Directed by Mike Hodges
Review by Matt Heffernan
When we see James Bond in a casino, smoothly ordering his martini while holding a pair of dice in one hand and a beautiful woman in the other, we hardly notice the man on the other side of the table. Perhaps his story is worth some attention. That's what Mike Hodges has banked on with his latest film, which has finally come to America.
Jack Manfred (Clive Owen) is a writer whose publisher wants him to write a novel. A conventional soccer story is suggested, and Jack agrees, but writing such mindless tripe proves to be difficult. His father (Nicholas Ball) back in South Africa has a friend who runs a casino in London, and he suggests that the gambling-savvy Jack take a job there.
The job is well-suited to him, even if he is a recovering gambling addict. Croupiers (dealers) aren't allowed to gamble themselves, but Jack's newfound dedication (and inspiration for a new novel) keeps him distracted. It doesn't help his homelife with his girlfriend, Marion (Gina McKee), who works a day shift and never sees him awake. His life becomes further complicated by a fling with a co-worker (Kate Hardie) and an involvement with a customer (Alex Kingston) -- both forbidden relationships. The latter one puts him in the middle of a scheme that can jeopardize his career, his relationship, and his life.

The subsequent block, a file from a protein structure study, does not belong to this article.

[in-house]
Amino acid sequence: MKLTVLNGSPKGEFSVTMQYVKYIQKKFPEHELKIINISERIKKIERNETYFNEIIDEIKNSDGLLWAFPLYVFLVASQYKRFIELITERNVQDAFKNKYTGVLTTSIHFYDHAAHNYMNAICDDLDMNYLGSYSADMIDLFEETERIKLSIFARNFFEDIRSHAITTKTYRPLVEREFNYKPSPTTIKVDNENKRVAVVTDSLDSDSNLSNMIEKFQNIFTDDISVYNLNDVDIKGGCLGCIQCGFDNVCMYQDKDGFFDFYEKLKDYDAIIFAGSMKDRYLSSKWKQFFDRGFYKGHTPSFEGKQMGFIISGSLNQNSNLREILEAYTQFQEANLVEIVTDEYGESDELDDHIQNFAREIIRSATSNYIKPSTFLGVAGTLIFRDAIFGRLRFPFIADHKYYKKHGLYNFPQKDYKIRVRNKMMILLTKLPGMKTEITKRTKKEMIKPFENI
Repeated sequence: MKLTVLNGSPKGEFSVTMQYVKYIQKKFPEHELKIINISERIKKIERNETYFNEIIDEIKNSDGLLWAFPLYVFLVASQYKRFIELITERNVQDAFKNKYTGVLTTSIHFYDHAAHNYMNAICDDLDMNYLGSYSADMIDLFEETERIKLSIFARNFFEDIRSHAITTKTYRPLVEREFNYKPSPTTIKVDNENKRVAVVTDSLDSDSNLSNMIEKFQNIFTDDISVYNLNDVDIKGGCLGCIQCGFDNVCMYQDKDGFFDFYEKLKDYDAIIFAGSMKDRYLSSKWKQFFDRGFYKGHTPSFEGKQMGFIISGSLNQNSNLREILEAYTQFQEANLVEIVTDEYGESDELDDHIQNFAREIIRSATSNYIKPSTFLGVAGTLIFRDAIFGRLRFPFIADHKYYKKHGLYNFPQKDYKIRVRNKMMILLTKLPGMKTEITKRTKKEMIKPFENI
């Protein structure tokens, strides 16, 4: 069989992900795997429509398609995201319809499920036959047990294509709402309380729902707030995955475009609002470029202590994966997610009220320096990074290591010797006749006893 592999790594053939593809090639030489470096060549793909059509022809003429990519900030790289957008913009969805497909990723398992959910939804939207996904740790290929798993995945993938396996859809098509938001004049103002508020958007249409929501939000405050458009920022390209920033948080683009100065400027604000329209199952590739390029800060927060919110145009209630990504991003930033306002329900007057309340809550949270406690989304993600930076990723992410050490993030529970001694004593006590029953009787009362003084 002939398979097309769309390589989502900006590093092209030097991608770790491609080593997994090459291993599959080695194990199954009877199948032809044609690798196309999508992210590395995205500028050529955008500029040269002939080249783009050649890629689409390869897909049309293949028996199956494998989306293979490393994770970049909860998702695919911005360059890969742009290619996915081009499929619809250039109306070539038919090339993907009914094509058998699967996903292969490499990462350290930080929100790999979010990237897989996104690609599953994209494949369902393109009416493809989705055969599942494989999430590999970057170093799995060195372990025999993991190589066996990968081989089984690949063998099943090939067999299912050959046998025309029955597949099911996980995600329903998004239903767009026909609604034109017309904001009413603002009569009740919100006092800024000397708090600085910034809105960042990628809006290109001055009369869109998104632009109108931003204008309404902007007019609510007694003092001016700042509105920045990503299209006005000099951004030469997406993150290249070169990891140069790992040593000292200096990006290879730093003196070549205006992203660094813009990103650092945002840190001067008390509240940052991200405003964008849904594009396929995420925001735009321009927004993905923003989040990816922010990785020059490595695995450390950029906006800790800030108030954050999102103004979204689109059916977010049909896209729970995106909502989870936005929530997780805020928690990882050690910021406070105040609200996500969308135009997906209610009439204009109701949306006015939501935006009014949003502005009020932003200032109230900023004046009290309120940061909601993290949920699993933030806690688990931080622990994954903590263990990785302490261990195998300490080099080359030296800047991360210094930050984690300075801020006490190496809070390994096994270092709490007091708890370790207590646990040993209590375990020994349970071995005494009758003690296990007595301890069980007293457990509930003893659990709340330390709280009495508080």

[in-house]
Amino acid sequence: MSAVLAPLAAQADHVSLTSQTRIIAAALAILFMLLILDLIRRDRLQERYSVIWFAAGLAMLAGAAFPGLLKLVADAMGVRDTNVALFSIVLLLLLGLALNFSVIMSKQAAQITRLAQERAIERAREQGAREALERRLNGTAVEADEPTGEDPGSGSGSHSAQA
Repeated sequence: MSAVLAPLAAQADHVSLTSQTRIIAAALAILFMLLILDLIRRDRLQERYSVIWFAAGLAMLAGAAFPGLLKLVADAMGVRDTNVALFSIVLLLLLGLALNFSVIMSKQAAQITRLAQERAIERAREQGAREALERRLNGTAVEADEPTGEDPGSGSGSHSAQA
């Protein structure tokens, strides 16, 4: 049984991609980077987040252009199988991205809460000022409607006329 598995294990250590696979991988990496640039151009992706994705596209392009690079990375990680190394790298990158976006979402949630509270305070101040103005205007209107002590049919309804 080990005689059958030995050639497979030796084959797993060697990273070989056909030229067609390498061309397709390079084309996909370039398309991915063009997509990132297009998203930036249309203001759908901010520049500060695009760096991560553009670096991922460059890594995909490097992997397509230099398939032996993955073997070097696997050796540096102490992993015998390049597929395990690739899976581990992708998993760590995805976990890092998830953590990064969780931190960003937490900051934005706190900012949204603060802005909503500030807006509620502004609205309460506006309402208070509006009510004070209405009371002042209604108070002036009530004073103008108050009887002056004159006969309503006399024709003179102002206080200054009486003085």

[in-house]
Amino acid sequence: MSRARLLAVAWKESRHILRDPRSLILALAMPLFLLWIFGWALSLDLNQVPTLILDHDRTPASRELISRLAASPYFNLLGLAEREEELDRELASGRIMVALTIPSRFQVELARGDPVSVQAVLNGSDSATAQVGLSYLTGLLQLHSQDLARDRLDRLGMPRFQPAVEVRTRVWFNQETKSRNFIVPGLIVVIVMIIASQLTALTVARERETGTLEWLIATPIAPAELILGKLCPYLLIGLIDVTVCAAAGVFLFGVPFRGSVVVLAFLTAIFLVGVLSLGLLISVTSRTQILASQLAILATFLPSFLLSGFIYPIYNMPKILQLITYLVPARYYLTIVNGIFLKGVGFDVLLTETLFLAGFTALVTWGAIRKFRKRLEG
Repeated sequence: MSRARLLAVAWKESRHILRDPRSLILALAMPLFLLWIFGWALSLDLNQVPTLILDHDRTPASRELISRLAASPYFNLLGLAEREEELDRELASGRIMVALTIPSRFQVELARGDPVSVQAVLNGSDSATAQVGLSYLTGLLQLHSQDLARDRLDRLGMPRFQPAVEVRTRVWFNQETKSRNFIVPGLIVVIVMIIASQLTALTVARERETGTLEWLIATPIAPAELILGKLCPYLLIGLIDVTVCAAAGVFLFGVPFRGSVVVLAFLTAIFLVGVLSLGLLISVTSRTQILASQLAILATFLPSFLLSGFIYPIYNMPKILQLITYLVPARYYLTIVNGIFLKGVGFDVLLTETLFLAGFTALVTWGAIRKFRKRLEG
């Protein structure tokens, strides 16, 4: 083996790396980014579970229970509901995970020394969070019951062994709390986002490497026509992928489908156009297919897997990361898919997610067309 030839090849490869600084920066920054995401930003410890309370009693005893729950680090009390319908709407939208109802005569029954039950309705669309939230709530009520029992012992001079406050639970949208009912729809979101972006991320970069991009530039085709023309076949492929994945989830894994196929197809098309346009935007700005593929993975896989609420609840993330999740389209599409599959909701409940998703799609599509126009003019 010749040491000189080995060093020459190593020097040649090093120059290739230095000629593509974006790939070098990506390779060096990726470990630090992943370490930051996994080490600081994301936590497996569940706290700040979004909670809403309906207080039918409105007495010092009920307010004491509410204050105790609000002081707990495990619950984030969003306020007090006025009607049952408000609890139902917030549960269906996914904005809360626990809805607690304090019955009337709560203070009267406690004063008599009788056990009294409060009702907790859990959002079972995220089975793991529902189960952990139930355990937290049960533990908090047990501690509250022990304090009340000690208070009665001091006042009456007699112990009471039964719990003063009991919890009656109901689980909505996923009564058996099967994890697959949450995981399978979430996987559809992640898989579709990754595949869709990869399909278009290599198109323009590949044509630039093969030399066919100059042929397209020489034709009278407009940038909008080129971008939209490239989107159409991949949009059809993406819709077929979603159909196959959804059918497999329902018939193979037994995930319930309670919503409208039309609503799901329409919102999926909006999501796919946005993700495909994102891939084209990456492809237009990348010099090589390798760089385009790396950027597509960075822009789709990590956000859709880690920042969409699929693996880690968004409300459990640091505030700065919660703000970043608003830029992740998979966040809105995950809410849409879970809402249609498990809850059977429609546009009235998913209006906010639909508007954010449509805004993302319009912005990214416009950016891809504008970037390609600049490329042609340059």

The bulk of Croupier deals with Jack's analysis of his situation, which is delivered through his third-person narration. He is a character in several levels of crisis, and this intimate portrait is often fascinating. Owen maintains a calm exterior throughout, which is appropriate for the character, but grows tiresome after some time. The film is a bit stretched, even at barely 90 minutes.
The supporting cast adds some much-needed color, especially Kingston as the mysterious gambler. Unlike the second-rate Noah Wyle look-alike in Road Trip, fans of "E.R." have a real castmember to watch make an impressive performance on film. The relationship between her character and Jack is hard to determine throughout the film, until a rather strange twist ending. It's not as preposterous as some of Hollywood's most recent attempts, but it doesn't play as well as it should.
For such a quiet film, one can't expect a big payoff, even if there was a little action thrown in at the end. Croupier is still a satisfying experience, especially compared to most of the fare playing in your local cineplex.
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Review © 2000 Matt Heffernan